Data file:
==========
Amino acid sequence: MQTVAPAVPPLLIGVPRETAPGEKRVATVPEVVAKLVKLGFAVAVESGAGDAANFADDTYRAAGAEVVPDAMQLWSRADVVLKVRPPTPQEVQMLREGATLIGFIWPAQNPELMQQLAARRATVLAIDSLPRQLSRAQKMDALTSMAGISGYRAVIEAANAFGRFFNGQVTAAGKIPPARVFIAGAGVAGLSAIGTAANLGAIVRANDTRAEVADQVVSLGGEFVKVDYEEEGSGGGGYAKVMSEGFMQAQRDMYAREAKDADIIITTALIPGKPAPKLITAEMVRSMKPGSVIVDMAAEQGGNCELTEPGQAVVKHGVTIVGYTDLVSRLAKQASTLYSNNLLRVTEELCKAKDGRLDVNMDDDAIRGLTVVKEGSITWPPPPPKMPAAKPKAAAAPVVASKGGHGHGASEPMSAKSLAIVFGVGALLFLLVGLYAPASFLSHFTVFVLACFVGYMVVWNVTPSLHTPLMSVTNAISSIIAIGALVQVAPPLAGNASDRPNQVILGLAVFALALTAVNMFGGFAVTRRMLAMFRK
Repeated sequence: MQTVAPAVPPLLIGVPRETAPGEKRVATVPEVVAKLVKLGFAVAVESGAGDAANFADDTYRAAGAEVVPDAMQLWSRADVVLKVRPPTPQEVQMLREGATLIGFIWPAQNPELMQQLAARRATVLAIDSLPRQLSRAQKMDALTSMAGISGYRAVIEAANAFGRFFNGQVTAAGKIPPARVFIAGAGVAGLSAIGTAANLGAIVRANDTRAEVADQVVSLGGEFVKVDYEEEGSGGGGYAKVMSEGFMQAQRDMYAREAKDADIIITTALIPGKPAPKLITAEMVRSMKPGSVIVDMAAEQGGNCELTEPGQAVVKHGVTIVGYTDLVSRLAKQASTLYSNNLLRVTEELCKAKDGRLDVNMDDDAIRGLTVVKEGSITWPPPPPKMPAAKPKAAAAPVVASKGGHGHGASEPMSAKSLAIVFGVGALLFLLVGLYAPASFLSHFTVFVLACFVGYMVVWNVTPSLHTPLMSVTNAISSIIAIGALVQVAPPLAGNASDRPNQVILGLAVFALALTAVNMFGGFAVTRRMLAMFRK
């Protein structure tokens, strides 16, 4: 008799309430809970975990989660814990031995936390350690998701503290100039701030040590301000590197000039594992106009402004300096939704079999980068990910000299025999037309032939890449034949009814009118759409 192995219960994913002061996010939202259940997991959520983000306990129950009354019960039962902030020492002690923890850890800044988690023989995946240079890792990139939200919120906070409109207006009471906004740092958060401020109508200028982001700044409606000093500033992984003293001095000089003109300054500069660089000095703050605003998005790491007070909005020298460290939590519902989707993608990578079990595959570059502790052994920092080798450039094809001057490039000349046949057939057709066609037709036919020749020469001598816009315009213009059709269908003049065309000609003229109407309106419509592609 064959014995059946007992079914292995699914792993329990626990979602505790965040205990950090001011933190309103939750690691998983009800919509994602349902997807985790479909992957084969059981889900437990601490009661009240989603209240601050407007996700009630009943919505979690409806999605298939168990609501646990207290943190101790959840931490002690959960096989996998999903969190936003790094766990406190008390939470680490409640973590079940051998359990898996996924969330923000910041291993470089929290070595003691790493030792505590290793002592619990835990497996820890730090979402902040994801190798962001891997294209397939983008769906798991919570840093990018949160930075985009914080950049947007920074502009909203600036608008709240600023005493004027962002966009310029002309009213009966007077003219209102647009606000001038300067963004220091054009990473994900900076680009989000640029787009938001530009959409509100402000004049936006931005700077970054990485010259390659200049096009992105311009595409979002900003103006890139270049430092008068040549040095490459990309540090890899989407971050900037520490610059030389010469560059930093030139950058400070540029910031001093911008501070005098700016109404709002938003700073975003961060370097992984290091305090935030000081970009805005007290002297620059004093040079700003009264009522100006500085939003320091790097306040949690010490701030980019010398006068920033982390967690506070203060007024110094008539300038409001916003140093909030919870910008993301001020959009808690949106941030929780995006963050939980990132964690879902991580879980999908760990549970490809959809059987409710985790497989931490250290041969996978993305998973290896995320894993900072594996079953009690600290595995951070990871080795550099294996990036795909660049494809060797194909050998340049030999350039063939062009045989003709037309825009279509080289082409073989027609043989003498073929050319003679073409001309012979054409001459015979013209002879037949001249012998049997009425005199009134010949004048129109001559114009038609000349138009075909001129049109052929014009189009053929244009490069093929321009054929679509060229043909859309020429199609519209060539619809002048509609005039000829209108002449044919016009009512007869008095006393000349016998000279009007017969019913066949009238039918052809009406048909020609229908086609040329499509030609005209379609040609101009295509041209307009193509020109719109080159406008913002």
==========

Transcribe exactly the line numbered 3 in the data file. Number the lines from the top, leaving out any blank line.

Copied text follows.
């Protein structure tokens, strides 16, 4: 008799309430809970975990989660814990031995936390350690998701503290100039701030040590301000590197000039594992106009402004300096939704079999980068990910000299025999037309032939890449034949009814009118759409 192995219960994913002061996010939202259940997991959520983000306990129950009354019960039962902030020492002690923890850890800044988690023989995946240079890792990139939200919120906070409109207006009471906004740092958060401020109508200028982001700044409606000093500033992984003293001095000089003109300054500069660089000095703050605003998005790491007070909005020298460290939590519902989707993608990578079990595959570059502790052994920092080798450039094809001057490039000349046949057939057709066609037709036919020749020469001598816009315009213009059709269908003049065309000609003229109407309106419509592609 064959014995059946007992079914292995699914792993329990626990979602505790965040205990950090001011933190309103939750690691998983009800919509994602349902997807985790479909992957084969059981889900437990601490009661009240989603209240601050407007996700009630009943919505979690409806999605298939168990609501646990207290943190101790959840931490002690959960096989996998999903969190936003790094766990406190008390939470680490409640973590079940051998359990898996996924969330923000910041291993470089929290070595003691790493030792505590290793002592619990835990497996820890730090979402902040994801190798962001891997294209397939983008769906798991919570840093990018949160930075985009914080950049947007920074502009909203600036608008709240600023005493004027962002966009310029002309009213009966007077003219209102647009606000001038300067963004220091054009990473994900900076680009989000640029787009938001530009959409509100402000004049936006931005700077970054990485010259390659200049096009992105311009595409979002900003103006890139270049430092008068040549040095490459990309540090890899989407971050900037520490610059030389010469560059930093030139950058400070540029910031001093911008501070005098700016109404709002938003700073975003961060370097992984290091305090935030000081970009805005007290002297620059004093040079700003009264009522100006500085939003320091790097306040949690010490701030980019010398006068920033982390967690506070203060007024110094008539300038409001916003140093909030919870910008993301001020959009808690949106941030929780995006963050939980990132964690879902991580879980999908760990549970490809959809059987409710985790497989931490250290041969996978993305998973290896995320894993900072594996079953009690600290595995951070990871080795550099294996990036795909660049494809060797194909050998340049030999350039063939062009045989003709037309825009279509080289082409073989027609043989003498073929050319003679073409001309012979054409001459015979013209002879037949001249012998049997009425005199009134010949004048129109001559114009038609000349138009075909001129049109052929014009189009053929244009490069093929321009054929679509060229043909859309020429199609519209060539619809002048509609005039000829209108002449044919016009009512007869008095006393000349016998000279009007017969019913066949009238039918052809009406048909020609229908086609040329499509030609005209379609040609101009295509041209307009193509020109719109080159406008913002």